By a News Reporter-Staff News Editor at Computer Weekly News -- Current study results on Computer Science Research have been published. According to news reporting from Davis, California, by VerticalNews journalists, research stated, "In this work MELOADES [mel-uh-dees] is presented: a methodology for long-term online adaptation of embedded software that addresses the challenge of redeploying software and executing it within resource constraints. Instead of using fixed analytical models of resource consumption developed offline or tuning model parameters, MELOADES automatically reconfigures hardware online without any analytical model."
The news correspondents obtained a quote from the research from the University of California, "MELOADES leverages long-term deployment by first selecting a set of hardware configurations that can potentially execute software tasks while satisfying a range of resource constraints and then storing these in a memoization table. The table is initialized using a Design of Experiments (DoE) survey to generate these speculative configurations. During deployment, for each new task assigned to the software, either a memoized configuration is found or a limited search for a new configuration that satisfies the task constraints is performed. Search results are added to the memoization table to reduce the time and energy required for future searches and eventually MELOADES converges to a simple table look-up. The effectiveness of this technique was demonstrated with an image capture and wireless transmission representative long-term application deployed on a Nokia N80 smartphone."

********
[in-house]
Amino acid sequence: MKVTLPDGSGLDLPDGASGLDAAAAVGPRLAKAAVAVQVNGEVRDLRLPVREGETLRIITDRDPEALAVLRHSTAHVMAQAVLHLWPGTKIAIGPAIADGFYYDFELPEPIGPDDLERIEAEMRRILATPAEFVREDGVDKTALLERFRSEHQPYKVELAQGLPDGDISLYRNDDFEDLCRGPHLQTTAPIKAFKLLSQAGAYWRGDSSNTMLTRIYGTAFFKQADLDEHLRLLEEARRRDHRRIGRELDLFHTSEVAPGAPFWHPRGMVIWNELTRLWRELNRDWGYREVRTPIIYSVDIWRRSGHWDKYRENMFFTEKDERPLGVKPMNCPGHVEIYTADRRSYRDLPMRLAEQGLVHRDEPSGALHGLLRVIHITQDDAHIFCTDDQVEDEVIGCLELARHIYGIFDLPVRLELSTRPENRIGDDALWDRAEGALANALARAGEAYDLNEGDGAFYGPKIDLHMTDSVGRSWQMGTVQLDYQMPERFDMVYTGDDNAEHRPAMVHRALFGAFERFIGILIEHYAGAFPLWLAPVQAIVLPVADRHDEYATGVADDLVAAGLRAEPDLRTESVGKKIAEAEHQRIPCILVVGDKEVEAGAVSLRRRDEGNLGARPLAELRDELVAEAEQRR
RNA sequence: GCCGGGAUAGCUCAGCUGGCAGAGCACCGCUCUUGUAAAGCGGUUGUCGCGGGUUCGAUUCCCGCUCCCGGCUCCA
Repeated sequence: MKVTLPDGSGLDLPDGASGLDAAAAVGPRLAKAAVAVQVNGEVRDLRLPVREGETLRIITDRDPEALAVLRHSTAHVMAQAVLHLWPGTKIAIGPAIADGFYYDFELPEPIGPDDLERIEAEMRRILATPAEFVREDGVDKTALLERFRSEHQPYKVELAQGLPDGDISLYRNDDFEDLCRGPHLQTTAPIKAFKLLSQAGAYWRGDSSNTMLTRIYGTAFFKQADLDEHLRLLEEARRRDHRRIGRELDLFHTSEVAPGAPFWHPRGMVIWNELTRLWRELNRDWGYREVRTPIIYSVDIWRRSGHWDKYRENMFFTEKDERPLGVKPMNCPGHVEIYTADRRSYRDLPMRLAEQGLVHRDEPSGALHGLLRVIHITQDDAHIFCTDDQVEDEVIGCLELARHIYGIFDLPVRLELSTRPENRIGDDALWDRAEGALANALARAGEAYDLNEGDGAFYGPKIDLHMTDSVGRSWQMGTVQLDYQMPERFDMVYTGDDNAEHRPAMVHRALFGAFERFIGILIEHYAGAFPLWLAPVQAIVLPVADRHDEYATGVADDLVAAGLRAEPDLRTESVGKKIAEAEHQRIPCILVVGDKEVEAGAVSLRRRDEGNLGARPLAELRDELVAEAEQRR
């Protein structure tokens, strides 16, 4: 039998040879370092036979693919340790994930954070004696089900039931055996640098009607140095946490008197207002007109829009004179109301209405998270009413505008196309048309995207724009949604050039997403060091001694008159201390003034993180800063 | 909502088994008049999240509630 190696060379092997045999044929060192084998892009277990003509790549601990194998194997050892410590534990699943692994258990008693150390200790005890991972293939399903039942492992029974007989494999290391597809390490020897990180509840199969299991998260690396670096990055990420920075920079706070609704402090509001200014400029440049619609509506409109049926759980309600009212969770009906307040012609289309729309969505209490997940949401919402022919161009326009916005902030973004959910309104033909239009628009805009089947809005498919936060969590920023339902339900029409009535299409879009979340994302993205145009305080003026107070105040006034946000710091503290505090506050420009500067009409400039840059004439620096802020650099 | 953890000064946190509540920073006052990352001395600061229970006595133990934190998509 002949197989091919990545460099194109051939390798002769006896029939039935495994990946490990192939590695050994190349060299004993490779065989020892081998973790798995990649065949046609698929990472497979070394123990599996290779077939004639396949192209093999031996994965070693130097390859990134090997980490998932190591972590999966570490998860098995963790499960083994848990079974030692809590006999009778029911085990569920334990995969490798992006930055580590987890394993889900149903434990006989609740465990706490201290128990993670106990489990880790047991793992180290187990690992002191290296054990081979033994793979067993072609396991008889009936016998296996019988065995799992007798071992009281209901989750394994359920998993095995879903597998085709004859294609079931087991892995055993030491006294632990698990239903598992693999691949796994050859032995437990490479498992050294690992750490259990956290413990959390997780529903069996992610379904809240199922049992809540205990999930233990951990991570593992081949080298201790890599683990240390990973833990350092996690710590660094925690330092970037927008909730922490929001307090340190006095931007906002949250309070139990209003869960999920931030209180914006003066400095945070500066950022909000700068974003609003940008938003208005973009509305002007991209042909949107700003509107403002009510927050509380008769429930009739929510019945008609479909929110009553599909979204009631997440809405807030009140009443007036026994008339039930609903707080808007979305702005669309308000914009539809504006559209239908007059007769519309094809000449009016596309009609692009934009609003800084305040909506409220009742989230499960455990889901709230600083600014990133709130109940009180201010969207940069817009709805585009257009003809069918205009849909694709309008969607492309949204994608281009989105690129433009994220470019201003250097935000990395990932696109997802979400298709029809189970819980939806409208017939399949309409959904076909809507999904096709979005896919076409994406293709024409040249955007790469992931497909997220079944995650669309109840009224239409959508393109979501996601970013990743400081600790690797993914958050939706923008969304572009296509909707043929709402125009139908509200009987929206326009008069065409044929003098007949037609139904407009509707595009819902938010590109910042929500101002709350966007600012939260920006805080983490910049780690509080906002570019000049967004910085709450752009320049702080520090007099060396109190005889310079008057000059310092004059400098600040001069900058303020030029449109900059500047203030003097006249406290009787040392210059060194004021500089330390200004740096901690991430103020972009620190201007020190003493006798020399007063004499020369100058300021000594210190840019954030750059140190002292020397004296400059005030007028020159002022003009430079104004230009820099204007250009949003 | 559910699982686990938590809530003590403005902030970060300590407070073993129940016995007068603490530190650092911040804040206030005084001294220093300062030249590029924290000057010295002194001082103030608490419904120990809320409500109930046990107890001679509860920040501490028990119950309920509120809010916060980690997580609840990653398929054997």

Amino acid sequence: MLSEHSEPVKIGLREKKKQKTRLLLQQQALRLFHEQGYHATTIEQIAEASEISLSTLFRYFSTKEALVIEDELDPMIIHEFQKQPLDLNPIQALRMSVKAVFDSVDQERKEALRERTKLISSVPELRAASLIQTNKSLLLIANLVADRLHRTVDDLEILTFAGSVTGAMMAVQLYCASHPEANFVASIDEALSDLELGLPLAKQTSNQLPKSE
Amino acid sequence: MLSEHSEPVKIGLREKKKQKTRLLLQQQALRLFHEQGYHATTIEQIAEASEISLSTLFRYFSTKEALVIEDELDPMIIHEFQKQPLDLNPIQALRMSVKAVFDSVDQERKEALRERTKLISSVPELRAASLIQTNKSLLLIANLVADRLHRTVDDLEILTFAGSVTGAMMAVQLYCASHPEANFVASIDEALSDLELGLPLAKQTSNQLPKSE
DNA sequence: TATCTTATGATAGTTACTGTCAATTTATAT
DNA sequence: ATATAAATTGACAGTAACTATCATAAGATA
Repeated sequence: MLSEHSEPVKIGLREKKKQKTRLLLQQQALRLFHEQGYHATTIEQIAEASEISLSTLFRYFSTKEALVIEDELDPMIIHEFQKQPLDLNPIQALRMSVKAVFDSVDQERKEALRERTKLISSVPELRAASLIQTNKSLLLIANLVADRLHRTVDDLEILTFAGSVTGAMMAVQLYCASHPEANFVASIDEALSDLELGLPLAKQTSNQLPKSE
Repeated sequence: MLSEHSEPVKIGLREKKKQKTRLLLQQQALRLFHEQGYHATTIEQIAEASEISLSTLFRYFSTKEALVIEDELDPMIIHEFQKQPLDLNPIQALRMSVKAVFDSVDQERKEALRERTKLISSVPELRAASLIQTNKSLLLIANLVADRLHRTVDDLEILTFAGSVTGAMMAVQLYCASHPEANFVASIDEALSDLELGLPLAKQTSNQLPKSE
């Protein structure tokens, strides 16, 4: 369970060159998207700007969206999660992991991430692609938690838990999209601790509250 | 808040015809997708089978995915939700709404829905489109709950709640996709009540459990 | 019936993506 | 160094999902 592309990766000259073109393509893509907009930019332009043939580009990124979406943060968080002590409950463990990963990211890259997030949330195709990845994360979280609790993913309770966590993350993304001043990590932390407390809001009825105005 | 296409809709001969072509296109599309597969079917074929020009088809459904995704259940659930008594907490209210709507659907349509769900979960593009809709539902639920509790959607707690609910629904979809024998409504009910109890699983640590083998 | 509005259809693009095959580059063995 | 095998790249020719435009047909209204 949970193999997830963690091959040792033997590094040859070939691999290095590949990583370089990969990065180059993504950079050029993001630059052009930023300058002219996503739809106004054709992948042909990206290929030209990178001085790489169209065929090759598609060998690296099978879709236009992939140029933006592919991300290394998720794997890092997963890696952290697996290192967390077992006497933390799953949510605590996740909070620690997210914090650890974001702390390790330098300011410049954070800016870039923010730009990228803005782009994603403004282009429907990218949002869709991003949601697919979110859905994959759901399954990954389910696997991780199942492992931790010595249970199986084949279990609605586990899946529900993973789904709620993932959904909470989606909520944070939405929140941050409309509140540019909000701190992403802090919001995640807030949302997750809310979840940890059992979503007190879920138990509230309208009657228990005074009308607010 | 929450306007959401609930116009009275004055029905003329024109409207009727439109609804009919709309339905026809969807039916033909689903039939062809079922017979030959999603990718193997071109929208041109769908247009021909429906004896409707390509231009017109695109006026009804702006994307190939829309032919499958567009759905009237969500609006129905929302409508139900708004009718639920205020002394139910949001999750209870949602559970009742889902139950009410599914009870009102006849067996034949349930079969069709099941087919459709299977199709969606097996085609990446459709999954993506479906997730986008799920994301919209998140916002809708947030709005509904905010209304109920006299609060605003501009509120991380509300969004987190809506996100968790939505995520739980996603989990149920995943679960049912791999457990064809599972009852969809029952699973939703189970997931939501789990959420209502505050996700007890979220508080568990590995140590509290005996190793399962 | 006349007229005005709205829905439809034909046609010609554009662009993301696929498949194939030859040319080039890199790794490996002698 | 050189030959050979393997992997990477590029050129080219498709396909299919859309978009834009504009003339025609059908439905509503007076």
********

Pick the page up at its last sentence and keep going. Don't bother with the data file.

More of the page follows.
According to the news reporters, the research concluded: "Using a genetic search algorithm for energy efficiency/constrained image tasks, MELOADES satisfied 94% of all task constraints, evaluated only 1.6% of the configuration space, and used 98.5% less energy than an exhaustive search."
For more information on this research see: MELOADES: Methodology for long-term online adaptation of embedded software for heterogeneous devices. Journal of Systems Architecture, 2013;59(8):643-655. Journal of Systems Architecture can be contacted at: Elsevier Science Bv, PO Box 211, 1000 Ae Amsterdam, Netherlands. (Elsevier - www.elsevier.com; Journal of Systems Architecture - www.elsevier.com/wps/product/cws_home/505616)
Our news journalists report that additional information may be obtained by contacting F. Maker, University of California, Dept. of Elect & Comp Engn, Davis, CA 95616, United States. Additional authors for this research include R. Amirtharajah and V. Akella.
Keywords for this news article include: Davis, Software, California, United States, North and Central America, Computer Science Research
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